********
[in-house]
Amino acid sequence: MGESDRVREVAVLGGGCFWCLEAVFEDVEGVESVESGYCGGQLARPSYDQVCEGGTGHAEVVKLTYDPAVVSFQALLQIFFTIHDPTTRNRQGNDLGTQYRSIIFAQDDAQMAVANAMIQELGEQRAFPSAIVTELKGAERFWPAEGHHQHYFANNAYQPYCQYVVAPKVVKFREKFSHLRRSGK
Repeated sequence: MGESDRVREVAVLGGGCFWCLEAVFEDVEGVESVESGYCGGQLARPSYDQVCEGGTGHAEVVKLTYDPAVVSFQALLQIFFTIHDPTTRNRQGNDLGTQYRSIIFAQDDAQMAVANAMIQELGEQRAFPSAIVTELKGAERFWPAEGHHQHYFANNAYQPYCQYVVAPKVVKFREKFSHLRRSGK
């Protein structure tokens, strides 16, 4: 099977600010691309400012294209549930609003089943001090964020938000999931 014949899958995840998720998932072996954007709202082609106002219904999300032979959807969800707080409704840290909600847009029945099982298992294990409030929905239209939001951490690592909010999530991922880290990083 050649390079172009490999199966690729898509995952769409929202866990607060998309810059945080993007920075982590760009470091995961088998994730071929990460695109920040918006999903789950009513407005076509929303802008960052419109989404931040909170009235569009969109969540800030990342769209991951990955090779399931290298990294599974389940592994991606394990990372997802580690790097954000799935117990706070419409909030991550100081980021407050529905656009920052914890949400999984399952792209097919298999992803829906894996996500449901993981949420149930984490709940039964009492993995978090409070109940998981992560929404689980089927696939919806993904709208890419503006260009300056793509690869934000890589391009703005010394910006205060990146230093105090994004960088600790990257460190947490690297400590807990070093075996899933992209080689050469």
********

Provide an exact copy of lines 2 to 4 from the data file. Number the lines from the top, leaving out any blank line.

Amino acid sequence: MGESDRVREVAVLGGGCFWCLEAVFEDVEGVESVESGYCGGQLARPSYDQVCEGGTGHAEVVKLTYDPAVVSFQALLQIFFTIHDPTTRNRQGNDLGTQYRSIIFAQDDAQMAVANAMIQELGEQRAFPSAIVTELKGAERFWPAEGHHQHYFANNAYQPYCQYVVAPKVVKFREKFSHLRRSGK
Repeated sequence: MGESDRVREVAVLGGGCFWCLEAVFEDVEGVESVESGYCGGQLARPSYDQVCEGGTGHAEVVKLTYDPAVVSFQALLQIFFTIHDPTTRNRQGNDLGTQYRSIIFAQDDAQMAVANAMIQELGEQRAFPSAIVTELKGAERFWPAEGHHQHYFANNAYQPYCQYVVAPKVVKFREKFSHLRRSGK
């Protein structure tokens, strides 16, 4: 099977600010691309400012294209549930609003089943001090964020938000999931 014949899958995840998720998932072996954007709202082609106002219904999300032979959807969800707080409704840290909600847009029945099982298992294990409030929905239209939001951490690592909010999530991922880290990083 050649390079172009490999199966690729898509995952769409929202866990607060998309810059945080993007920075982590760009470091995961088998994730071929990460695109920040918006999903789950009513407005076509929303802008960052419109989404931040909170009235569009969109969540800030990342769209991951990955090779399931290298990294599974389940592994991606394990990372997802580690790097954000799935117990706070419409909030991550100081980021407050529905656009920052914890949400999984399952792209097919298999992803829906894996996500449901993981949420149930984490709940039964009492993995978090409070109940998981992560929404689980089927696939919806993904709208890419503006260009300056793509690869934000890589391009703005010394910006205060990146230093105090994004960088600790990257460190947490690297400590807990070093075996899933992209080689050469």